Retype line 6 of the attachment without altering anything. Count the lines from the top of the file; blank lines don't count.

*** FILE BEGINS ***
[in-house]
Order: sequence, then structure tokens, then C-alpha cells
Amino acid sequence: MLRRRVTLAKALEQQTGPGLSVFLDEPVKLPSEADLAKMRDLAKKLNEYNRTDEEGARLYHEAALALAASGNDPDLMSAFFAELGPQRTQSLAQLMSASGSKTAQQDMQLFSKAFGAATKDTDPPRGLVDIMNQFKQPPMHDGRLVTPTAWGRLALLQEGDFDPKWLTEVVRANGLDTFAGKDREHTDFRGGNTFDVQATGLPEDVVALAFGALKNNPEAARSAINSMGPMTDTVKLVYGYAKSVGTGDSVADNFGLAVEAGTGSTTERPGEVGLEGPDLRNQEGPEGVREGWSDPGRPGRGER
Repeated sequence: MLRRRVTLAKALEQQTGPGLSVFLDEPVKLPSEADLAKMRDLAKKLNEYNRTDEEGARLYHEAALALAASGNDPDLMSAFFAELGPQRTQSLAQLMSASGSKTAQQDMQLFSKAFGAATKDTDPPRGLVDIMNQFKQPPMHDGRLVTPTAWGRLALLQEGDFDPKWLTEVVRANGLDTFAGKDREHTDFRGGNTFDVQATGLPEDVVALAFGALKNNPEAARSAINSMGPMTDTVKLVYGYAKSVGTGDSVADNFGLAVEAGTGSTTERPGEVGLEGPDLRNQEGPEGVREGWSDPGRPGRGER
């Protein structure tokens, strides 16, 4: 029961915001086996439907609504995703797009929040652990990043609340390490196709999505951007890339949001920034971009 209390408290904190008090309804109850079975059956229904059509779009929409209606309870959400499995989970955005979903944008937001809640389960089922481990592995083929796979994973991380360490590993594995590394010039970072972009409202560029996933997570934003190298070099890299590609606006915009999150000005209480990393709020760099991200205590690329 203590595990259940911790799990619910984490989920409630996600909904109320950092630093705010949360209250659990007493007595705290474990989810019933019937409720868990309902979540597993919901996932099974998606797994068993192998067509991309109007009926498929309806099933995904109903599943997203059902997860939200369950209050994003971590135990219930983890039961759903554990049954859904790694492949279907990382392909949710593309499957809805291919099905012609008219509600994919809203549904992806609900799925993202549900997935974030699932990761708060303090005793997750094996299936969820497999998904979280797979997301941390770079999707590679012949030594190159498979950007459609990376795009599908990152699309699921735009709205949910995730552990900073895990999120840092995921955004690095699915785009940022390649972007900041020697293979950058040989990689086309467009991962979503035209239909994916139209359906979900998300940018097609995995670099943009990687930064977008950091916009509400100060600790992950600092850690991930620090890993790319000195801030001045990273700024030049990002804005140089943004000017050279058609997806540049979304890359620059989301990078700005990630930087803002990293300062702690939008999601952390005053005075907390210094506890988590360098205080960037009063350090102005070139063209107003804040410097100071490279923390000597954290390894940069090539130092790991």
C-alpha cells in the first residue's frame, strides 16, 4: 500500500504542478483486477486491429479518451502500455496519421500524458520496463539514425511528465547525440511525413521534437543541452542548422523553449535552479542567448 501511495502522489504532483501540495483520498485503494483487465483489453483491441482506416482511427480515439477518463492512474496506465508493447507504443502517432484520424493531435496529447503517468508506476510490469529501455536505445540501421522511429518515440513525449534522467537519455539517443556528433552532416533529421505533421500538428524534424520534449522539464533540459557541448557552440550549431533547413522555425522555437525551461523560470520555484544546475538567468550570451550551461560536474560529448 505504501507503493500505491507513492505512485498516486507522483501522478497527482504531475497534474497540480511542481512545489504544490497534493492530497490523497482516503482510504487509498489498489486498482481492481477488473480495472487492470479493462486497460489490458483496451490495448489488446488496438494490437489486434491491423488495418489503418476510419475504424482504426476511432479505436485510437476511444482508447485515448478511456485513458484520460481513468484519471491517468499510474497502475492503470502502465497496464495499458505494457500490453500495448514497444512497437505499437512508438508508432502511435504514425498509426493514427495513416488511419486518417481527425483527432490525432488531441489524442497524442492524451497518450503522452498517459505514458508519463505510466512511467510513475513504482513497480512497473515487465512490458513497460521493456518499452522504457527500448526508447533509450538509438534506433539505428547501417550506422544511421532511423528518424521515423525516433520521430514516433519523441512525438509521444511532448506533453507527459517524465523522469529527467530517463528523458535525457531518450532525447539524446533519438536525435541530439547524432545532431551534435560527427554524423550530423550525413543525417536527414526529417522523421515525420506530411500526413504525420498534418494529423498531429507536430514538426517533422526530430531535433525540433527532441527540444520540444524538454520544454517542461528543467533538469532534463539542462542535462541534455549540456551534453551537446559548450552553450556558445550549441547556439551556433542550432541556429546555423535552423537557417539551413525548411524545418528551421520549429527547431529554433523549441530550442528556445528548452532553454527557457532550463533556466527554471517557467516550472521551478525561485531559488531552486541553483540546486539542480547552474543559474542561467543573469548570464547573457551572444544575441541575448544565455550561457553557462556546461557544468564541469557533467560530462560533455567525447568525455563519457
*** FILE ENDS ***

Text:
C-alpha cells in the first residue's frame, strides 16, 4: 500500500504542478483486477486491429479518451502500455496519421500524458520496463539514425511528465547525440511525413521534437543541452542548422523553449535552479542567448 501511495502522489504532483501540495483520498485503494483487465483489453483491441482506416482511427480515439477518463492512474496506465508493447507504443502517432484520424493531435496529447503517468508506476510490469529501455536505445540501421522511429518515440513525449534522467537519455539517443556528433552532416533529421505533421500538428524534424520534449522539464533540459557541448557552440550549431533547413522555425522555437525551461523560470520555484544546475538567468550570451550551461560536474560529448 505504501507503493500505491507513492505512485498516486507522483501522478497527482504531475497534474497540480511542481512545489504544490497534493492530497490523497482516503482510504487509498489498489486498482481492481477488473480495472487492470479493462486497460489490458483496451490495448489488446488496438494490437489486434491491423488495418489503418476510419475504424482504426476511432479505436485510437476511444482508447485515448478511456485513458484520460481513468484519471491517468499510474497502475492503470502502465497496464495499458505494457500490453500495448514497444512497437505499437512508438508508432502511435504514425498509426493514427495513416488511419486518417481527425483527432490525432488531441489524442497524442492524451497518450503522452498517459505514458508519463505510466512511467510513475513504482513497480512497473515487465512490458513497460521493456518499452522504457527500448526508447533509450538509438534506433539505428547501417550506422544511421532511423528518424521515423525516433520521430514516433519523441512525438509521444511532448506533453507527459517524465523522469529527467530517463528523458535525457531518450532525447539524446533519438536525435541530439547524432545532431551534435560527427554524423550530423550525413543525417536527414526529417522523421515525420506530411500526413504525420498534418494529423498531429507536430514538426517533422526530430531535433525540433527532441527540444520540444524538454520544454517542461528543467533538469532534463539542462542535462541534455549540456551534453551537446559548450552553450556558445550549441547556439551556433542550432541556429546555423535552423537557417539551413525548411524545418528551421520549429527547431529554433523549441530550442528556445528548452532553454527557457532550463533556466527554471517557467516550472521551478525561485531559488531552486541553483540546486539542480547552474543559474542561467543573469548570464547573457551572444544575441541575448544565455550561457553557462556546461557544468564541469557533467560530462560533455567525447568525455563519457